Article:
Day 073 - Evolutionary search

Submitted by Sam on 2 August, 2011 - 00:10

The complexity of synthesizing proteins for specific purposes is so great that predicting the amino acid sequences necessary to generate desired behaviour is a huge challenge. Mutations far away from the protein’s active site can influence its function, and the smallest of changes in the structure of an enzyme can have a large impact on its catalytic efficacy – a key concern for engineers creating proteins for industrial applications. Even for a small protein of only 100 amino acids long there are more possible sequences than there are atoms in the universe.

What this means is that an exhaustive search through the space of all possible proteins for the fittest protein for a particular purpose is essentially unachievable, just as a complete search through all possible chess games to decide the absolutely optimal next move is computationally impractical. This is true both for scientists and for nature. This means that even though evolution has been searching the space of all possible proteins for billions of years for solutions to survival, it has in fact explored only a minute corner of all possible variations. All evolved solutions are likely to be 'good enough' rather than the absolute optimum – it just so happens that the ones already 'discovered' are sufficient to create and maintain the diversity and richness of life on planet earth.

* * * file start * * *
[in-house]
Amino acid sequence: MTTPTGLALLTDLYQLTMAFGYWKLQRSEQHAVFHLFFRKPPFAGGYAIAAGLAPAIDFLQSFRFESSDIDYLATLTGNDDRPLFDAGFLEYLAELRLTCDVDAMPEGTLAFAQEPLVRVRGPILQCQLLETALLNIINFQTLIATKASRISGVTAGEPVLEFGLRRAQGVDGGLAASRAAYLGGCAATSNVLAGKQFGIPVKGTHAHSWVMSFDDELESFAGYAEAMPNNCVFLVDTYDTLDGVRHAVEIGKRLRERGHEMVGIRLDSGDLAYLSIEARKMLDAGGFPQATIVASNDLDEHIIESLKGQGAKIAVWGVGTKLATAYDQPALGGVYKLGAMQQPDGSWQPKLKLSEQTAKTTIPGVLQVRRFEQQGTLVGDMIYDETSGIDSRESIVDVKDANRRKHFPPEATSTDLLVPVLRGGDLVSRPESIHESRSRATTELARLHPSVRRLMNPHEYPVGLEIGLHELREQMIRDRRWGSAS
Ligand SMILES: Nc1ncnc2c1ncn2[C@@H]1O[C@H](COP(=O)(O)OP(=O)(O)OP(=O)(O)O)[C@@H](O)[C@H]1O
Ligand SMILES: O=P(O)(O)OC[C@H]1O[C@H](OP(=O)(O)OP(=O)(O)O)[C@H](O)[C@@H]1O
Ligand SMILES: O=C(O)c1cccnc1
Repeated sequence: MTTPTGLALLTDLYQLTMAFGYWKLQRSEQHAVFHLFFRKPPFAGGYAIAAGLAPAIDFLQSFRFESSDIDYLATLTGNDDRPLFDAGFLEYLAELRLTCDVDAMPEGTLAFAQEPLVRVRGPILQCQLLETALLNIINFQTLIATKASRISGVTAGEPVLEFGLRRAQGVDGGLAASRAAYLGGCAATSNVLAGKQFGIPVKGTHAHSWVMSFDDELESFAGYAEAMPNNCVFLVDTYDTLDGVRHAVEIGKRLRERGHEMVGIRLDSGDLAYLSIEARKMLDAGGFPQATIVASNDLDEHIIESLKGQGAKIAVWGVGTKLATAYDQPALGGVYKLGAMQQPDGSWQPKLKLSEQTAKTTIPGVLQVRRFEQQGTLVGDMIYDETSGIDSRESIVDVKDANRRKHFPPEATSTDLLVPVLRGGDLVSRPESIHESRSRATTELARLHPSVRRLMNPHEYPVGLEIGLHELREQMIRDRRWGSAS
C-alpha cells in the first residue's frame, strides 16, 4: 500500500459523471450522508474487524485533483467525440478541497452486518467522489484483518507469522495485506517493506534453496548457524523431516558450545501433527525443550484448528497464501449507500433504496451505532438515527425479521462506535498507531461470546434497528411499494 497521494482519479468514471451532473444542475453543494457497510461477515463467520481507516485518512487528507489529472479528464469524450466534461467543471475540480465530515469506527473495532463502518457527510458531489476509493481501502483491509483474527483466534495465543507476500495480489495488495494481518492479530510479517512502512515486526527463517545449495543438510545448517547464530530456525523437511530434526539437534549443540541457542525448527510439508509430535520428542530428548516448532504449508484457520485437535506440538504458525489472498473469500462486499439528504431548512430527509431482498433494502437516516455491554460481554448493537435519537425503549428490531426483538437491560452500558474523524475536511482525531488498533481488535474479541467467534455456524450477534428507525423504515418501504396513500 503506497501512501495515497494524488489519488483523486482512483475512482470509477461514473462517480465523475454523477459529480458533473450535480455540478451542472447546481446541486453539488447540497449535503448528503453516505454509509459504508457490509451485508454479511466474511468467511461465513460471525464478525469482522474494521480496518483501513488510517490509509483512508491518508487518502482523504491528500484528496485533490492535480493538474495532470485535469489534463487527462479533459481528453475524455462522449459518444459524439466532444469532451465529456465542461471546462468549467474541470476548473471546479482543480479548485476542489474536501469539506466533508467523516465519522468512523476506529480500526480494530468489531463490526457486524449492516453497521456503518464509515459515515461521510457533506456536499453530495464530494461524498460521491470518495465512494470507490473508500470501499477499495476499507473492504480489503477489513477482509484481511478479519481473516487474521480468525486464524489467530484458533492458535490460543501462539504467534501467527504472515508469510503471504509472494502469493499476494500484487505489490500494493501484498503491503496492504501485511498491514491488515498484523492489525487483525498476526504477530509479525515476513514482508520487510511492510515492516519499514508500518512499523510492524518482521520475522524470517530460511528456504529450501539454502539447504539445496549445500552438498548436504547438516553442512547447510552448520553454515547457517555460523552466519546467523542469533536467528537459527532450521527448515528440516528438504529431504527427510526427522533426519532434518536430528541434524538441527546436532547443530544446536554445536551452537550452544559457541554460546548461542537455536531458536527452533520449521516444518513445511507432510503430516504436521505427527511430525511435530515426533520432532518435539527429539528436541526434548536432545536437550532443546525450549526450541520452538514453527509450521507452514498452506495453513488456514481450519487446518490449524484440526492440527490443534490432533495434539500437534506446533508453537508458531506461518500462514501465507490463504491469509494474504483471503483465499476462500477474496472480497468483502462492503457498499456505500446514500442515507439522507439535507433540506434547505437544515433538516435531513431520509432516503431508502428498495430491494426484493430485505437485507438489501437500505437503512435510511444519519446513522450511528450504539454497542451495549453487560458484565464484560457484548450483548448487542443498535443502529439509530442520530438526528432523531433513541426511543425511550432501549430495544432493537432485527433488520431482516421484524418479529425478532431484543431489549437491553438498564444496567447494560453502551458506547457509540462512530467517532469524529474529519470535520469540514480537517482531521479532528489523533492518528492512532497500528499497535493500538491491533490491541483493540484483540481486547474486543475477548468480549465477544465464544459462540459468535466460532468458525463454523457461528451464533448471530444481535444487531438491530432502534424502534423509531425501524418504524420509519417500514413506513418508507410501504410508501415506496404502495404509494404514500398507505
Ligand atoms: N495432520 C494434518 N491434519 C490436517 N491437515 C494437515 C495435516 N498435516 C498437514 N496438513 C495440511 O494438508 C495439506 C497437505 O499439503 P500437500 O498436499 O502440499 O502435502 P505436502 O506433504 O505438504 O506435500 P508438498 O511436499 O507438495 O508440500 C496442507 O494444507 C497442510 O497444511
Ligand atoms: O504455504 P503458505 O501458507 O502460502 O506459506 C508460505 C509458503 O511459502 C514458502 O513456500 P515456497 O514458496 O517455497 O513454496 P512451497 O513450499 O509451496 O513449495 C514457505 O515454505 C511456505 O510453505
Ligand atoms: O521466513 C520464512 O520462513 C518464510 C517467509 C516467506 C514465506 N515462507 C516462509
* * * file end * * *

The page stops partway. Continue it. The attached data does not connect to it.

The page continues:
New ways of efficiently searching this vast space of possible sequences will reveal proteins with properties that have never before existed in the natural world, and which will hopefully provide answers to many of our most pressing problems. Directed evolution not only provides a faster way of searching this space than many other methods, but it also leaves a complete 'fossil record' of the evolutionary changes that went into evolving a specific protein, providing data on the intermediate stages which will offer insight after detailed study into the relationship between protein sequence and function. Unlike natural evolution, directed evolution can also explore sequences which aren't directly biologically relevant to a single organism's survival, providing a library of industrially relevant proteins, and perhaps one day creating bacteria capable of answering worldwide problems caused by pollution and fossil fuel shortage.

Attribution Noncommercial Share Alike
This text, Day 073 - Evolutionary search, by Sam Haskell is licensed under a Creative Commons Attribution-NonCommercial-ShareAlike license.
Drupal theme by Kiwi Themes.